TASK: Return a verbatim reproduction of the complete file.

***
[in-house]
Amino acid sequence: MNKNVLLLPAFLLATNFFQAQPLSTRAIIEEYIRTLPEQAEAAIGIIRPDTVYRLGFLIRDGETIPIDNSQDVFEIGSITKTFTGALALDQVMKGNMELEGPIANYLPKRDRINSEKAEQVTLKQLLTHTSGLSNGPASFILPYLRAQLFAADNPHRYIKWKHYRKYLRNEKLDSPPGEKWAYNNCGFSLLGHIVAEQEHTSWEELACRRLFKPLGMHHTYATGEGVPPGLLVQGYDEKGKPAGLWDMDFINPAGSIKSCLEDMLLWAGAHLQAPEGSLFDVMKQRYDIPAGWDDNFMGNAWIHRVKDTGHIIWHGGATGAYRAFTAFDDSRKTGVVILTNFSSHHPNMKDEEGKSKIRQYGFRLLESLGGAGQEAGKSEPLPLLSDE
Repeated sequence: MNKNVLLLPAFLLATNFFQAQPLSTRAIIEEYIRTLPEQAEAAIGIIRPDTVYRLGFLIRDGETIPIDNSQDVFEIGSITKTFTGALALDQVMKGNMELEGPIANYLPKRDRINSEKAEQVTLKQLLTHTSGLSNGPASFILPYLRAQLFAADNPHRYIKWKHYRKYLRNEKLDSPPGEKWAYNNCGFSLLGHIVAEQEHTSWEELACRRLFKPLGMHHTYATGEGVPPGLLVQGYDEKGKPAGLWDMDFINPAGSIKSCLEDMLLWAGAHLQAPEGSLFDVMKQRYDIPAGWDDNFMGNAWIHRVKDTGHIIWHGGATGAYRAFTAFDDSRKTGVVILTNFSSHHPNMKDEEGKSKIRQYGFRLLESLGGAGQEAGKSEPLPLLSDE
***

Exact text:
[in-house]
Amino acid sequence: MNKNVLLLPAFLLATNFFQAQPLSTRAIIEEYIRTLPEQAEAAIGIIRPDTVYRLGFLIRDGETIPIDNSQDVFEIGSITKTFTGALALDQVMKGNMELEGPIANYLPKRDRINSEKAEQVTLKQLLTHTSGLSNGPASFILPYLRAQLFAADNPHRYIKWKHYRKYLRNEKLDSPPGEKWAYNNCGFSLLGHIVAEQEHTSWEELACRRLFKPLGMHHTYATGEGVPPGLLVQGYDEKGKPAGLWDMDFINPAGSIKSCLEDMLLWAGAHLQAPEGSLFDVMKQRYDIPAGWDDNFMGNAWIHRVKDTGHIIWHGGATGAYRAFTAFDDSRKTGVVILTNFSSHHPNMKDEEGKSKIRQYGFRLLESLGGAGQEAGKSEPLPLLSDE
Repeated sequence: MNKNVLLLPAFLLATNFFQAQPLSTRAIIEEYIRTLPEQAEAAIGIIRPDTVYRLGFLIRDGETIPIDNSQDVFEIGSITKTFTGALALDQVMKGNMELEGPIANYLPKRDRINSEKAEQVTLKQLLTHTSGLSNGPASFILPYLRAQLFAADNPHRYIKWKHYRKYLRNEKLDSPPGEKWAYNNCGFSLLGHIVAEQEHTSWEELACRRLFKPLGMHHTYATGEGVPPGLLVQGYDEKGKPAGLWDMDFINPAGSIKSCLEDMLLWAGAHLQAPEGSLFDVMKQRYDIPAGWDDNFMGNAWIHRVKDTGHIIWHGGATGAYRAFTAFDDSRKTGVVILTNFSSHHPNMKDEEGKSKIRQYGFRLLESLGGAGQEAGKSEPLPLLSDE